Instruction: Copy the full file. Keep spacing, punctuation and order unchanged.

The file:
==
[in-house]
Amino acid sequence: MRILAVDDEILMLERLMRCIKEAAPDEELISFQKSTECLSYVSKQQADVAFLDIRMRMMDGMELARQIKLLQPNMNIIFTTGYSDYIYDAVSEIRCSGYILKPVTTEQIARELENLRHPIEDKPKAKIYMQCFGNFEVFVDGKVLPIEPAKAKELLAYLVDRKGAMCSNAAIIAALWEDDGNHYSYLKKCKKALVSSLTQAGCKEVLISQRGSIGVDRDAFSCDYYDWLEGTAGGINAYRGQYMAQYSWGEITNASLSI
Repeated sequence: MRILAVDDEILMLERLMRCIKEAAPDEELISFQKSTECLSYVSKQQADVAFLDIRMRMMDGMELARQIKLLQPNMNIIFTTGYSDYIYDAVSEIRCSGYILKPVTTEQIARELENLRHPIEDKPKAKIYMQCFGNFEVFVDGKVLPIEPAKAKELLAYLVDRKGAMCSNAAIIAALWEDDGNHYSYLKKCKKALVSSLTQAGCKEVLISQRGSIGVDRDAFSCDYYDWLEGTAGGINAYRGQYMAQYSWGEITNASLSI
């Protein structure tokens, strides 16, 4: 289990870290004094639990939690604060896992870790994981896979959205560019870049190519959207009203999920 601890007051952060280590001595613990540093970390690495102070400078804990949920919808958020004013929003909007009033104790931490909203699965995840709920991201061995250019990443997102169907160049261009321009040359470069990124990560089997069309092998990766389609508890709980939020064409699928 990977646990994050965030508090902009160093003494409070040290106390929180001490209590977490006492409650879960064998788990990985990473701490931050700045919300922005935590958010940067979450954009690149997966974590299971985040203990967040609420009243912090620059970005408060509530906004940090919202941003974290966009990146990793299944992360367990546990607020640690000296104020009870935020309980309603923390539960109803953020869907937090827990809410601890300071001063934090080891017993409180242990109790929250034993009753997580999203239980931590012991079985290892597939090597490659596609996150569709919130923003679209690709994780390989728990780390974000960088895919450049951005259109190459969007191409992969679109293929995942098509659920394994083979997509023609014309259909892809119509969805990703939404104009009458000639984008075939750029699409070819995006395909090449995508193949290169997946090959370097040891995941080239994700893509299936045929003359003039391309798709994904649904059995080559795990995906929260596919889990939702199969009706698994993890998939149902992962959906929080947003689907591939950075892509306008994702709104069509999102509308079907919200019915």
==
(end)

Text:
[in-house]
Amino acid sequence: MRILAVDDEILMLERLMRCIKEAAPDEELISFQKSTECLSYVSKQQADVAFLDIRMRMMDGMELARQIKLLQPNMNIIFTTGYSDYIYDAVSEIRCSGYILKPVTTEQIARELENLRHPIEDKPKAKIYMQCFGNFEVFVDGKVLPIEPAKAKELLAYLVDRKGAMCSNAAIIAALWEDDGNHYSYLKKCKKALVSSLTQAGCKEVLISQRGSIGVDRDAFSCDYYDWLEGTAGGINAYRGQYMAQYSWGEITNASLSI
Repeated sequence: MRILAVDDEILMLERLMRCIKEAAPDEELISFQKSTECLSYVSKQQADVAFLDIRMRMMDGMELARQIKLLQPNMNIIFTTGYSDYIYDAVSEIRCSGYILKPVTTEQIARELENLRHPIEDKPKAKIYMQCFGNFEVFVDGKVLPIEPAKAKELLAYLVDRKGAMCSNAAIIAALWEDDGNHYSYLKKCKKALVSSLTQAGCKEVLISQRGSIGVDRDAFSCDYYDWLEGTAGGINAYRGQYMAQYSWGEITNASLSI
């Protein structure tokens, strides 16, 4: 289990870290004094639990939690604060896992870790994981896979959205560019870049190519959207009203999920 601890007051952060280590001595613990540093970390690495102070400078804990949920919808958020004013929003909007009033104790931490909203699965995840709920991201061995250019990443997102169907160049261009321009040359470069990124990560089997069309092998990766389609508890709980939020064409699928 990977646990994050965030508090902009160093003494409070040290106390929180001490209590977490006492409650879960064998788990990985990473701490931050700045919300922005935590958010940067979450954009690149997966974590299971985040203990967040609420009243912090620059970005408060509530906004940090919202941003974290966009990146990793299944992360367990546990607020640690000296104020009870935020309980309603923390539960109803953020869907937090827990809410601890300071001063934090080891017993409180242990109790929250034993009753997580999203239980931590012991079985290892597939090597490659596609996150569709919130923003679209690709994780390989728990780390974000960088895919450049951005259109190459969007191409992969679109293929995942098509659920394994083979997509023609014309259909892809119509969805990703939404104009009458000639984008075939750029699409070819995006395909090449995508193949290169997946090959370097040891995941080239994700893509299936045929003359003039391309798709994904649904059995080559795990995906929260596919889990939702199969009706698994993890998939149902992962959906929080947003689907591939950075892509306008994702709104069509999102509308079907919200019915």